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RE: [agile-usability] Designer and usability roles pairing

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  • Peter Boersma
    ... I m sorry, but do you mean you tried to simplify the problem in your description to us, or did you change the scope of the project making some of the work
    Message 1 of 7 , Mar 6, 2007
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      Jon wrote:
      > I cut down the work already performed by the IAs to try and simplify the
      > problem that I am dealing with, this doesn't appear to have worked.

      I'm sorry, but do you mean you tried to simplify the problem in your description to us, or did you change the scope of the project making some of the work of the IA obsolete? If the latter is the case, I can see why they're making life hard for you ;-)

      > The
      > IAs have already performed user research and the output was a wireframe
      > document.

      Good, but that also means they've already done design work and hopefully some kind of evaluation of the conceptual design behind the (more or less) detailed wireframe work.

      > The designer has the wireframe document, some brand guidelines and
      > business goals as input. The designer was not involved in the user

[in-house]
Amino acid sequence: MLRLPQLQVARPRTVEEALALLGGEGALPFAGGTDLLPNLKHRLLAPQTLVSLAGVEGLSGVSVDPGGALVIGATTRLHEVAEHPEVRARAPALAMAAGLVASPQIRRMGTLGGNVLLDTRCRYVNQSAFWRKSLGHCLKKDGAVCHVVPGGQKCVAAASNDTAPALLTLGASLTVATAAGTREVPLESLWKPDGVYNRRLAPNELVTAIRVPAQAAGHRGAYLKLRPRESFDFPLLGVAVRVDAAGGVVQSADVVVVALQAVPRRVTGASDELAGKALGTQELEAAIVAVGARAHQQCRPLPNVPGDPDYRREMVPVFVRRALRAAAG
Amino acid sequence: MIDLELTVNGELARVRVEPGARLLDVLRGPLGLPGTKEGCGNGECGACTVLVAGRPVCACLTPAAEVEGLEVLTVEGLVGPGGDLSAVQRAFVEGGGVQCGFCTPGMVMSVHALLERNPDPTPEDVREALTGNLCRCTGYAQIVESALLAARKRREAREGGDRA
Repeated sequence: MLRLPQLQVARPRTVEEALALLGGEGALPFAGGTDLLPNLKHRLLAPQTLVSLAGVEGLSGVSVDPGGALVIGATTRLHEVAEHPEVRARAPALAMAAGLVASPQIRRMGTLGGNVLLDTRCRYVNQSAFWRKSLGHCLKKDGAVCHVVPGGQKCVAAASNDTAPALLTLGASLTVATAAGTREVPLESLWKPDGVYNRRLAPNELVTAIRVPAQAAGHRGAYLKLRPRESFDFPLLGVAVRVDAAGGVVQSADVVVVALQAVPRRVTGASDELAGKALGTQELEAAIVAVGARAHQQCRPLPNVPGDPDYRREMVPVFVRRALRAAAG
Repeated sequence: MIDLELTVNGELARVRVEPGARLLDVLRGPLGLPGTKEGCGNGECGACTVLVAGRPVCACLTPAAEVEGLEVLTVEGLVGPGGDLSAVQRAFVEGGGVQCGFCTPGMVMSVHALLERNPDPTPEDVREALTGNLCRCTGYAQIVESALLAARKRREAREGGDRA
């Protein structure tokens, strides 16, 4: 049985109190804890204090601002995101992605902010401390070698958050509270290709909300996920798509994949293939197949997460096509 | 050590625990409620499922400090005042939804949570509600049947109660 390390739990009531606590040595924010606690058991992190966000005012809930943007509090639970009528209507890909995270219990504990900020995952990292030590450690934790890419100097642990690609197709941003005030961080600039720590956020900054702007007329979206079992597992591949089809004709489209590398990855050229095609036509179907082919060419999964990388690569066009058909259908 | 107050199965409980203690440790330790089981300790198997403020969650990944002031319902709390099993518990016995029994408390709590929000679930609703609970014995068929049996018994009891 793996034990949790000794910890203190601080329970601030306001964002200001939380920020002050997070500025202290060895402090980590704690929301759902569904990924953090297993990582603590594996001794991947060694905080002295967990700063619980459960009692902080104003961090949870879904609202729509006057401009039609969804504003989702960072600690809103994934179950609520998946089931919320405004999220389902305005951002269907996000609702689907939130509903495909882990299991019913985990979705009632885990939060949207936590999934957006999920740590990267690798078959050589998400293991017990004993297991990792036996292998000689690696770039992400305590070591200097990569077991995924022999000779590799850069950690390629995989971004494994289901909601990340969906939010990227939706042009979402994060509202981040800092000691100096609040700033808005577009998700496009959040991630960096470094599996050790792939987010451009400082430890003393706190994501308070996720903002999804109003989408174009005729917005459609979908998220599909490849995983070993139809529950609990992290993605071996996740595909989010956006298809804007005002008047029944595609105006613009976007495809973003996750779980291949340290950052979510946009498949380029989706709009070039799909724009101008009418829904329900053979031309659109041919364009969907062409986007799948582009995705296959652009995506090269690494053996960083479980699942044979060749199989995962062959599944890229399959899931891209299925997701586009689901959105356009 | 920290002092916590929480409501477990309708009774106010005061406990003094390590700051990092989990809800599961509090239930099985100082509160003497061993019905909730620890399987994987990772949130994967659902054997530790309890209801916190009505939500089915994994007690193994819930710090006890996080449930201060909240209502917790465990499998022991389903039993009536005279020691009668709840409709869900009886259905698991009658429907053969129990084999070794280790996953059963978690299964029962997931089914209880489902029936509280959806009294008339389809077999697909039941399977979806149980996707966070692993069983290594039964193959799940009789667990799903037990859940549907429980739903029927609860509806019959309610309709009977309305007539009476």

> research or the creation of the wireframe document.

      For a lot of projects, that should be enough to start on the first iteration.
      Note that the first iteration may not lead to anything more than a couple of moodboards indicating the style or the way the brand guidelines could be translated to the online world, rough sketches of pages made with markers and without a straight line, an initial grid system, a visual language of components without any screen being designed at all. There is a very good chance that there is not enough to prototype or build anything.

      > Would you really create the following
      > deliverables when working on an agile project?
      > > a specification of what functionality is available on what screens under
      > > what conditions.
      > > A systematic description of what visual element goes where under what
      > > condition is another end result

      Yes, and as Adrian (IIRC) indicated, these may be in the shape of (photographs of) wireframe sketches plus notes on whiteboards for the IA and glued-together cut-outs of prints of the visual language specification placed on a blow-up of the grid projected on the wall. I don't care how agile you get with these steps, as long as you perform them and evaluate the outcomes.

      > That seems like a lot of work before the customer and users get to see
      > anything to be able to provide real feedback.

      Define "real feedback" :-)